Yes. An eligible employee who works for a covered employer may use military caregiver leave under the FMLA to care for a relative who is a covered veteran undergoing treatment, recuperating, or in therapy for a serious injury or illness. A serious injury or illness is one that was incurred in the line of duty when the veteran was on active duty in the Armed Forces, including any injury or illness that resulted from the aggravation of a condition that existed before the veteran’s service in the line of duty on active duty. The condition may manifest itself during active duty or may develop after the service member becomes a veteran, as may be the case with PTSD, a traumatic brain injury (TBI), or depression, for example.

(Q) I use FMLA leave once a month for appointments with a mental health therapist. Is my employer required to keep my mental health condition confidential?

Yes. The FMLA requires your employer to keep your medical records confidential and maintain them in separate files from more routine personnel files. Your employer must also maintain your records with confidentiality as required under other laws, such as the Americans with Disabilities Act (ADA) or the Genetic Information Nondiscrimination Act (GINA), where those laws also apply.

However, your supervisor and managers may be informed that you need to be away from work, or if you have work duty restrictions or need accommodations.

The FMLA prohibits your employer from interfering with or restraining your right to take FMLA leave. Your employer is prohibited, for example, from sharing or threatening to share information about your health to discourage you or your coworkers from using FMLA leave.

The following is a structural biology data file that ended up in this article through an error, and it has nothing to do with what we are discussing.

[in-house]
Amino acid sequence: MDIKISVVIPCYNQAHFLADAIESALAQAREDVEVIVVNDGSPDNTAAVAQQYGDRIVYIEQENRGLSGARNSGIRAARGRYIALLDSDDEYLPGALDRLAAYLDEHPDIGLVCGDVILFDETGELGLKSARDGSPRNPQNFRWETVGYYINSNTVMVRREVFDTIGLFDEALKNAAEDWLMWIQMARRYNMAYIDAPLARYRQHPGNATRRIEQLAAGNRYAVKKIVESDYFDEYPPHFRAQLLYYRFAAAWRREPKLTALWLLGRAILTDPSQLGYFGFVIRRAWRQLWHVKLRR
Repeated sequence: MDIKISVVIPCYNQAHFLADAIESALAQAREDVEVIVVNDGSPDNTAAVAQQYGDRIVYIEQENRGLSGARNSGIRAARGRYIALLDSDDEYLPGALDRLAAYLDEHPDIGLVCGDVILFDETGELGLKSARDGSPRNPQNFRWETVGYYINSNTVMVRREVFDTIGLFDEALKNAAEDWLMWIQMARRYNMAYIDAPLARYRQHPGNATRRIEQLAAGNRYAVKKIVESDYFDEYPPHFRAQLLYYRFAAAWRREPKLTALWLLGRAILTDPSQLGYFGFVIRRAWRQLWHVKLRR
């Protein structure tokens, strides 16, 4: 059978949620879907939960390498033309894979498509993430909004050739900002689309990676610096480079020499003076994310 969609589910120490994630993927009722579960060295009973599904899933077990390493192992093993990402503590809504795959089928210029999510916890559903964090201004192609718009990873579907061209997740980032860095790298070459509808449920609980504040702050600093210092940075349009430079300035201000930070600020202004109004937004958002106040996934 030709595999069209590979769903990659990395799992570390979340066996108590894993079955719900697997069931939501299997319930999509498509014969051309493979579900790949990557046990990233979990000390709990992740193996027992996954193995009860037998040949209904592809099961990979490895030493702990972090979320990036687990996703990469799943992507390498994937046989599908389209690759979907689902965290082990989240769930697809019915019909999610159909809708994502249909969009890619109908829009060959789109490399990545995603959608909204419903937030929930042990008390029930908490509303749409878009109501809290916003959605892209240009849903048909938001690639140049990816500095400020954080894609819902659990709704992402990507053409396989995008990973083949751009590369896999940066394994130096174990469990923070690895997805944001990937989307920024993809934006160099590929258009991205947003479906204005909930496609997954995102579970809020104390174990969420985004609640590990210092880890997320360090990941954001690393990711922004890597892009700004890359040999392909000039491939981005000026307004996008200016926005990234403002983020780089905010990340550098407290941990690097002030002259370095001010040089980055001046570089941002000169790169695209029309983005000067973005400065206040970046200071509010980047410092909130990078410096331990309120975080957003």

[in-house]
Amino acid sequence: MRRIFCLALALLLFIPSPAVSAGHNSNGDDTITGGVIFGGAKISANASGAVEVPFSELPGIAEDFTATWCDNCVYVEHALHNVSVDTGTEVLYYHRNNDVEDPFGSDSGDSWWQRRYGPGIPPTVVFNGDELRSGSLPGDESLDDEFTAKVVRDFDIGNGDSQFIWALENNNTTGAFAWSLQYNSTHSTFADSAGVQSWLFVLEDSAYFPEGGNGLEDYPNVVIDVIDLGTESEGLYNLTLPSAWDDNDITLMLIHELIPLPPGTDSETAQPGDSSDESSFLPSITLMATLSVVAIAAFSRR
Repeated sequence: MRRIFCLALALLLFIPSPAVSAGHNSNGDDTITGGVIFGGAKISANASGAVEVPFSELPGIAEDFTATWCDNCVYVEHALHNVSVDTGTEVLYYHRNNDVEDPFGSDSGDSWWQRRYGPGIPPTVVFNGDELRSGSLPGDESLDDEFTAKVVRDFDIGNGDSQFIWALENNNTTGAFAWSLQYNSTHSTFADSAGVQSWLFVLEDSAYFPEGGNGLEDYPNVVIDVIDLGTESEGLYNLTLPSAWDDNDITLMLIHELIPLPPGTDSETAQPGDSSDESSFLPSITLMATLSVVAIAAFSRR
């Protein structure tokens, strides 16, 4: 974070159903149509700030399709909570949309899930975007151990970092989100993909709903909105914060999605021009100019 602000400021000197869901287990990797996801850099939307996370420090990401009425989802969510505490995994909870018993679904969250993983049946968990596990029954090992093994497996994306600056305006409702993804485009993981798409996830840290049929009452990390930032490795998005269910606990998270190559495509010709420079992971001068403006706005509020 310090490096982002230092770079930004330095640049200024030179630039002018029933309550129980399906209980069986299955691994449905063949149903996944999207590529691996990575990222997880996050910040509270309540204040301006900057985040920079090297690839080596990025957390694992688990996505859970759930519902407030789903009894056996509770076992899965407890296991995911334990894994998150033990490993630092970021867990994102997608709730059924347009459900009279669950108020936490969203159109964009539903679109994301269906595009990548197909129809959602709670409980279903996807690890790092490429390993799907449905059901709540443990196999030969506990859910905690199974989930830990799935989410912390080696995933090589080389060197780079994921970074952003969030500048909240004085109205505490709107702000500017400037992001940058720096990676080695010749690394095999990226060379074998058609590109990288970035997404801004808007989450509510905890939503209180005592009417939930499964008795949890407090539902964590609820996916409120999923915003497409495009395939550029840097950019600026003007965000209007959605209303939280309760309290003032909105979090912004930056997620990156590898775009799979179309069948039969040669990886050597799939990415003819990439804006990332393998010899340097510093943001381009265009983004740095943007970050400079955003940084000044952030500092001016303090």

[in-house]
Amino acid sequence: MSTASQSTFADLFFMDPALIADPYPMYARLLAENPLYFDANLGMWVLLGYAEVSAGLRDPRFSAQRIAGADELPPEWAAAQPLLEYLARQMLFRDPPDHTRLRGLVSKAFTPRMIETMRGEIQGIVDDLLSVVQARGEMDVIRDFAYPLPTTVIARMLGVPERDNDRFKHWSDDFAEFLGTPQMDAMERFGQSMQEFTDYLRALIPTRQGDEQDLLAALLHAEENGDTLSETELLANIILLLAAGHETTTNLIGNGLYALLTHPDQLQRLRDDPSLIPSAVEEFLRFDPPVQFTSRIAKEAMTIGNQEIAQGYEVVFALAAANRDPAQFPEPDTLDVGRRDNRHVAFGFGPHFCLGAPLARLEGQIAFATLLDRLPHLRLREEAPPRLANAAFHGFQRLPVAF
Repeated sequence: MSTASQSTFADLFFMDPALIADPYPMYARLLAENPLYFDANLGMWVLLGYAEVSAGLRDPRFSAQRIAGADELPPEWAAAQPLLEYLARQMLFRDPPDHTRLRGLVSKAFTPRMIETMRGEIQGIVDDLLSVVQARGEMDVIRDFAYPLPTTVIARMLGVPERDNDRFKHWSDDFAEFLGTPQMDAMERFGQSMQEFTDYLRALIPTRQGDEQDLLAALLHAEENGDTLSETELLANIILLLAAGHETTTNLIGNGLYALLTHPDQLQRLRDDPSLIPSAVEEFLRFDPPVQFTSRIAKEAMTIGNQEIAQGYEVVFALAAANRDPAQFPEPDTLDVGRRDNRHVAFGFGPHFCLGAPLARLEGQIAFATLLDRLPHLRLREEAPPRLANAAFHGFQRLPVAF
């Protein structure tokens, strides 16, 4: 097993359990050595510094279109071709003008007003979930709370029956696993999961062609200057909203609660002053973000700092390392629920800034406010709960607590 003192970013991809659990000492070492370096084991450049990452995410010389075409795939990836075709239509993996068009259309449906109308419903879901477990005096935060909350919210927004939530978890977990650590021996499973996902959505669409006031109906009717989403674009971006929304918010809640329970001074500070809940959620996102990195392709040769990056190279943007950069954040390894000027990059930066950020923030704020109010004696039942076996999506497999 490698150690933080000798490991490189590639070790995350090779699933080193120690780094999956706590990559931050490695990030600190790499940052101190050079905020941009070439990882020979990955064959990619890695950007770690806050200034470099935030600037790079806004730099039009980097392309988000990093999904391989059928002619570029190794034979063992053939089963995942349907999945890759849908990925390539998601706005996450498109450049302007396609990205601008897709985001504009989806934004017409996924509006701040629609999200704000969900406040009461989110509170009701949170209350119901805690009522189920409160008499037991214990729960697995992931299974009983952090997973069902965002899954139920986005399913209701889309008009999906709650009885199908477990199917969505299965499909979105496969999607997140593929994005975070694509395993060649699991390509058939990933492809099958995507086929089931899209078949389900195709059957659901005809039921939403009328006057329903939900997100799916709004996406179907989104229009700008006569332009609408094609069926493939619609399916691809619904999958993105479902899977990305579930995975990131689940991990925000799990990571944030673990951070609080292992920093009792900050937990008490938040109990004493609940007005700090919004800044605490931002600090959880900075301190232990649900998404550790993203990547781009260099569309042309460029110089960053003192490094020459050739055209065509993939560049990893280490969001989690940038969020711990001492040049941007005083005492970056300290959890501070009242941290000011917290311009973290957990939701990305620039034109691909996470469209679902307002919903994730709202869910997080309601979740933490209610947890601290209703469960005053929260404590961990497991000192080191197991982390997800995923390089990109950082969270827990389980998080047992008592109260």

(Q) My son is in the fourth grade and sees a doctor for attention-deficit/ hyperactivity disorder (ADHD). After I used FMLA leave to take my son to a behavioral therapy appointment for this condition, my employer sent me an email informing me that I received a negative point on my attendance record. Can my employer punish me for using FMLA leave?

No. Employers are prohibited from discriminating or retaliating against employees for having exercised or attempting to exercise any FMLA right. Examples include using the taking of FMLA leave as a negative factor in employment actions, such as in hiring, promotions, or disciplinary actions, or counting FMLA leave against employees in points-based attendance policies.

Other Mental Health Resources Promoted by the DOL Regarding FMLA:

Note: This alert constitutes compliance advice from the Fred C. Church Agency as your employee benefits broker and does not establish an attorney-client relationship with the recipient, who is free to consult with legal or tax counsel of their own choosing.